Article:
A hacker can use the information that appears in the SSID to look up the default username and password for the router with little effort. The below screenshot easily reveals that the router is Exetel or Huawei.
6. Change the SSID
So that it doesn’t give away the router brand or model. Don’t choose an identifier that includes your name, address, or telephone number. Don’t use any other personal information in the name. So, “18HowardAv,” “Lilian's Network,” and “Homenet-123123” are all bad ideas. Avoid making political statements, don’t use offensive language, and don’t provoke hackers with challenges in your SSID. Just make it bland.
7. Strengthen wifi encryption
WAP3 is the strongest encryption available today. But most of the devices still do not support it. WEP is the weakest, never never never use it. You should be using WiFi Protected Access 2 (WPA 2). Infact, you need a strengthened version of this system, which is called WPA2 AES. This uses the AES cipher to protect transmissions and the encryption method is impossible to crack.
Few more very important settings:
- Turn off Plug ‘n Play (UPnP)
- Turn off Remote Management
- Turn off WPS
- Keep the router firmware up to date
- Turn on the firewall
Take a backup of your router before making all these changes.
8. Turn off network discovery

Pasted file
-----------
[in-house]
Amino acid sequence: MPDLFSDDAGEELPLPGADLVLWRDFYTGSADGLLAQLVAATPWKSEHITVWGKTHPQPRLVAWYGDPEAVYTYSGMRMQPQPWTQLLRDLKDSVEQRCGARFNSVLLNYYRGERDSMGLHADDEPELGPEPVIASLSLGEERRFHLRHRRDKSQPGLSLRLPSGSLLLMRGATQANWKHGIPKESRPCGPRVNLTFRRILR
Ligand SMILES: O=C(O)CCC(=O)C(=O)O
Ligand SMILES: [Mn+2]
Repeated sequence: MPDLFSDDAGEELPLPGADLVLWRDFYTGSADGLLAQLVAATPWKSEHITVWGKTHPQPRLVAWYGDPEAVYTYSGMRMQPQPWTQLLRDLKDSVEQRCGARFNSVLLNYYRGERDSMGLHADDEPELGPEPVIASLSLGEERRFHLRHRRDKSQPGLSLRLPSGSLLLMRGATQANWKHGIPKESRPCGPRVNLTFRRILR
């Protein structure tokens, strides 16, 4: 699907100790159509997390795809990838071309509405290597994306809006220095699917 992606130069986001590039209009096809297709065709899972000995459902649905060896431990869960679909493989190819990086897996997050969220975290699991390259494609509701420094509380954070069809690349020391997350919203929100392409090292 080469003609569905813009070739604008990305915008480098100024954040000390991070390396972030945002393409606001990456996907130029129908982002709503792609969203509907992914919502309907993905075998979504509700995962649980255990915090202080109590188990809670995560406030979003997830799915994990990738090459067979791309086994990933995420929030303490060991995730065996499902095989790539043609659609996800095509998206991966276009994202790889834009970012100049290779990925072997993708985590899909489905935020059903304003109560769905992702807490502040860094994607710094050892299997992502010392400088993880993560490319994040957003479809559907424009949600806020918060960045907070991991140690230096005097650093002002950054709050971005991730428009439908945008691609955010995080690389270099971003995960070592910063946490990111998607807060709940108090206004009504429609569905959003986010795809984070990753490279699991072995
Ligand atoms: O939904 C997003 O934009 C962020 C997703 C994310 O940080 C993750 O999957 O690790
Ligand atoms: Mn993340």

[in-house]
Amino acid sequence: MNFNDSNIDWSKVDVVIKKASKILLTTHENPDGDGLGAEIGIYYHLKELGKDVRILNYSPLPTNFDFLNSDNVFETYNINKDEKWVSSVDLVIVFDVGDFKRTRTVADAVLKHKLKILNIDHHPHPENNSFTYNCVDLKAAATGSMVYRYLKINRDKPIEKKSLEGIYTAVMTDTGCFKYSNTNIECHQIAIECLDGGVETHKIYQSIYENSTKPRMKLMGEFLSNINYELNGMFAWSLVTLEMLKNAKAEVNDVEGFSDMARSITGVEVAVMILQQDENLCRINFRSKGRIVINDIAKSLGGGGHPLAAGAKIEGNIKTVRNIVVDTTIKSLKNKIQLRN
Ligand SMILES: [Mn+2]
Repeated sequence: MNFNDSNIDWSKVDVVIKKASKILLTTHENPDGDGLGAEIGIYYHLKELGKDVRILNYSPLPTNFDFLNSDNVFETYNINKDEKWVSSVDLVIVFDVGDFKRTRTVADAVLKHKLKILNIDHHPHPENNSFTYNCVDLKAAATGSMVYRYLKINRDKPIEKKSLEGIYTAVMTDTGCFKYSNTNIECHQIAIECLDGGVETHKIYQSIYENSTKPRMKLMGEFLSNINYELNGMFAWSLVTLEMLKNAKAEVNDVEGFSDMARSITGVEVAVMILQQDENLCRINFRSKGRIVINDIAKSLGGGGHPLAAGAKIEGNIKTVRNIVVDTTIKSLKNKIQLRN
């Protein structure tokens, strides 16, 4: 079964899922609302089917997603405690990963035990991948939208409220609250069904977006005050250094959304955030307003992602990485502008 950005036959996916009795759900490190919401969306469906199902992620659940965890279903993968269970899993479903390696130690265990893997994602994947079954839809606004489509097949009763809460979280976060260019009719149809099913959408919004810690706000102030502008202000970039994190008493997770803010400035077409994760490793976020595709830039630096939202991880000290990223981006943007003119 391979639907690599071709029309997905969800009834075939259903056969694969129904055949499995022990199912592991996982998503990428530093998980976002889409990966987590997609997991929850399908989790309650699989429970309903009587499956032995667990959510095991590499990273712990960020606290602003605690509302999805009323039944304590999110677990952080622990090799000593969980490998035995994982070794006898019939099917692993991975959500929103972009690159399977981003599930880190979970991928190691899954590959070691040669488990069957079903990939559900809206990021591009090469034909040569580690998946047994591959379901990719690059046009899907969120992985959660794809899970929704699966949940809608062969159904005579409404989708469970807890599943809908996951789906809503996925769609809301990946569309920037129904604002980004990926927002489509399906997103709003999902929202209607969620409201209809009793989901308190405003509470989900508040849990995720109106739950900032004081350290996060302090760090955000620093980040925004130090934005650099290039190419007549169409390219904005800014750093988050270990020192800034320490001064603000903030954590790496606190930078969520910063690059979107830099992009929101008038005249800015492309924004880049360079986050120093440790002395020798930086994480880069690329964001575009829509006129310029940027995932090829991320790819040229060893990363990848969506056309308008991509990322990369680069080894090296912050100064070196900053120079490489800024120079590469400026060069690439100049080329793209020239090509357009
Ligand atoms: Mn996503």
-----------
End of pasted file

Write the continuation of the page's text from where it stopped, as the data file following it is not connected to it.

Your work laptop should be hidden from other computers on your home network, to avoid the possibility of an intrusion.
On Windows 10, right-click the wifi icon on the bottom right, navigate to Network and Internet Settings, go to Sharing Settings, and then Turn Off Network Discovery under private & public. While in Sharing Settings, also disable file and printer sharing too. Please note, you will have to turn "file and printer sharing" on when you are in office or printing won't work.
9. NEVER, EVER connect to public WiFi
When considering whether to connect to the public WiFi network at your local coffee shop, library, airport, hotel, etc., I have two simple words of advice don’t and DON’T.
One of the biggest threats with free WiFi is the ability for hackers to position themselves between you and the connection point. So, instead of talking directly with the hotspot, you end up sending your information to the hacker. The hacker also has access to every piece of information you send out—emails, phone numbers, credit card information, business data, the list goes on. And once a hacker has that information, you’ve basically given them the keys to the kingdom.
However, despite numerous warnings, headlines, and efforts to educate, many people still don’t understand why connecting to free WiFi is an incredibly dangerous situation regardless of what you’re doing online. And while you may think ‘okay, I’m not checking my personal email or logging into my bank account, I’m just checking the sports scores,’ remember anything you do on a public WiFi network is NOT secure. Any information you share or access on these networks is as good as gone.
If you find yourself in a situation where you absolutely must connect to WiFi, use your phone hotspot.
Hope you find this information useful.
Be safe, stay informed.
Swapnil Jain, Brighte Cyber Security Officer.